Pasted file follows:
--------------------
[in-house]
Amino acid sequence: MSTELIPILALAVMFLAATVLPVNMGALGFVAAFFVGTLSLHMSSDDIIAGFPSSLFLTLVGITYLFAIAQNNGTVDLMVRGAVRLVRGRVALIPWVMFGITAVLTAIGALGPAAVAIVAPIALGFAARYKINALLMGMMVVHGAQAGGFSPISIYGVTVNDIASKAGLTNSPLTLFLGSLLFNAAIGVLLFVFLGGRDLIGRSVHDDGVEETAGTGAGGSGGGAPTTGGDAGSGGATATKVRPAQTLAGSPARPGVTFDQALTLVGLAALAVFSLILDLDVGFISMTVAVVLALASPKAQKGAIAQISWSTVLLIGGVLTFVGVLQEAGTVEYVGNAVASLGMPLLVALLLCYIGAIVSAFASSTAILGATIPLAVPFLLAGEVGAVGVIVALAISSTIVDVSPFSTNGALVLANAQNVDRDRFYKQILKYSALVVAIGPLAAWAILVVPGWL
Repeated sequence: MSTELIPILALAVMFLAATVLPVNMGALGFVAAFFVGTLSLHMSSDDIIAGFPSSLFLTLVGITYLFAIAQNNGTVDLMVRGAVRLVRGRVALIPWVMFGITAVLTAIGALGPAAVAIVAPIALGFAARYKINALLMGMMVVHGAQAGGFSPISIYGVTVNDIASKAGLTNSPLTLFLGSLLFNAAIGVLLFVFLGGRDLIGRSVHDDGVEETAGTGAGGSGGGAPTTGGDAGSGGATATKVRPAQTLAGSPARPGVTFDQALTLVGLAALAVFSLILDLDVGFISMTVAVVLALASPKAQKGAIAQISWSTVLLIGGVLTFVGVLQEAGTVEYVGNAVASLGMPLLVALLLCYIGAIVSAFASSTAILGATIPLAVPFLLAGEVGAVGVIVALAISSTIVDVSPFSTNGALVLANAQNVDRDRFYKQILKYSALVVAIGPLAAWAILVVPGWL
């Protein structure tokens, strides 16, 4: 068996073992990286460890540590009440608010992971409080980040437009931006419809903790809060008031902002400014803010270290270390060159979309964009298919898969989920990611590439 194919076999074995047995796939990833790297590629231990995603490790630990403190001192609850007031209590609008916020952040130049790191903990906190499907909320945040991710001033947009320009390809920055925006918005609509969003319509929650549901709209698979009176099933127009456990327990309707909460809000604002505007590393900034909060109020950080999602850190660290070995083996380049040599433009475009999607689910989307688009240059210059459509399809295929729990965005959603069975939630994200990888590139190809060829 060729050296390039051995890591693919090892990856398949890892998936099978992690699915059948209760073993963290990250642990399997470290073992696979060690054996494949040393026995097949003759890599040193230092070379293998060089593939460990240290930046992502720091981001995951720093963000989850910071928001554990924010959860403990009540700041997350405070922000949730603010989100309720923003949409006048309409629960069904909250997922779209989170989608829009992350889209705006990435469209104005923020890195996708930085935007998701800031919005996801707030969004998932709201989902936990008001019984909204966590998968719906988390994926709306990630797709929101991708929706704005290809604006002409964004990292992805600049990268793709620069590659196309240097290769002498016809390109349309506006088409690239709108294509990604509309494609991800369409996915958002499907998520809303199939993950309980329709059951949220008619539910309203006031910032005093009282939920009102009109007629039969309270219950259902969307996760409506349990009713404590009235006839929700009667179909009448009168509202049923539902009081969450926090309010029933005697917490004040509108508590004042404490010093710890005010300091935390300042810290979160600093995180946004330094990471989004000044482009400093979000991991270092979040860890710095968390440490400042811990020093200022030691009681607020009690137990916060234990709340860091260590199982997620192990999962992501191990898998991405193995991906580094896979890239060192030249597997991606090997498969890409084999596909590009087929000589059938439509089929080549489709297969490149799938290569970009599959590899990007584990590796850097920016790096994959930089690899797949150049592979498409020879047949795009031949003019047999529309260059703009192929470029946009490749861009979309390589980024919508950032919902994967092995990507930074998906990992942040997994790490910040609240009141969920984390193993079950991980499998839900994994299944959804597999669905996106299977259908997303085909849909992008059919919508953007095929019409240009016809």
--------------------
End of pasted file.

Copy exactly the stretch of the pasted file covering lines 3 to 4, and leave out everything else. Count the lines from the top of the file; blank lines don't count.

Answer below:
Repeated sequence: MSTELIPILALAVMFLAATVLPVNMGALGFVAAFFVGTLSLHMSSDDIIAGFPSSLFLTLVGITYLFAIAQNNGTVDLMVRGAVRLVRGRVALIPWVMFGITAVLTAIGALGPAAVAIVAPIALGFAARYKINALLMGMMVVHGAQAGGFSPISIYGVTVNDIASKAGLTNSPLTLFLGSLLFNAAIGVLLFVFLGGRDLIGRSVHDDGVEETAGTGAGGSGGGAPTTGGDAGSGGATATKVRPAQTLAGSPARPGVTFDQALTLVGLAALAVFSLILDLDVGFISMTVAVVLALASPKAQKGAIAQISWSTVLLIGGVLTFVGVLQEAGTVEYVGNAVASLGMPLLVALLLCYIGAIVSAFASSTAILGATIPLAVPFLLAGEVGAVGVIVALAISSTIVDVSPFSTNGALVLANAQNVDRDRFYKQILKYSALVVAIGPLAAWAILVVPGWL
């Protein structure tokens, strides 16, 4: 068996073992990286460890540590009440608010992971409080980040437009931006419809903790809060008031902002400014803010270290270390060159979309964009298919898969989920990611590439 194919076999074995047995796939990833790297590629231990995603490790630990403190001192609850007031209590609008916020952040130049790191903990906190499907909320945040991710001033947009320009390809920055925006918005609509969003319509929650549901709209698979009176099933127009456990327990309707909460809000604002505007590393900034909060109020950080999602850190660290070995083996380049040599433009475009999607689910989307688009240059210059459509399809295929729990965005959603069975939630994200990888590139190809060829 060729050296390039051995890591693919090892990856398949890892998936099978992690699915059948209760073993963290990250642990399997470290073992696979060690054996494949040393026995097949003759890599040193230092070379293998060089593939460990240290930046992502720091981001995951720093963000989850910071928001554990924010959860403990009540700041997350405070922000949730603010989100309720923003949409006048309409629960069904909250997922779209989170989608829009992350889209705006990435469209104005923020890195996708930085935007998701800031919005996801707030969004998932709201989902936990008001019984909204966590998968719906988390994926709306990630797709929101991708929706704005290809604006002409964004990292992805600049990268793709620069590659196309240097290769002498016809390109349309506006088409690239709108294509990604509309494609991800369409996915958002499907998520809303199939993950309980329709059951949220008619539910309203006031910032005093009282939920009102009109007629039969309270219950259902969307996760409506349990009713404590009235006839929700009667179909009448009168509202049923539902009081969450926090309010029933005697917490004040509108508590004042404490010093710890005010300091935390300042810290979160600093995180946004330094990471989004000044482009400093979000991991270092979040860890710095968390440490400042811990020093200022030691009681607020009690137990916060234990709340860091260590199982997620192990999962992501191990898998991405193995991906580094896979890239060192030249597997991606090997498969890409084999596909590009087929000589059938439509089929080549489709297969490149799938290569970009599959590899990007584990590796850097920016790096994959930089690899797949150049592979498409020879047949795009031949003019047999529309260059703009192929470029946009490749861009979309390589980024919508950032919902994967092995990507930074998906990992942040997994790490910040609240009141969920984390193993079950991980499998839900994994299944959804597999669905996106299977259908997303085909849909992008059919919508953007095929019409240009016809």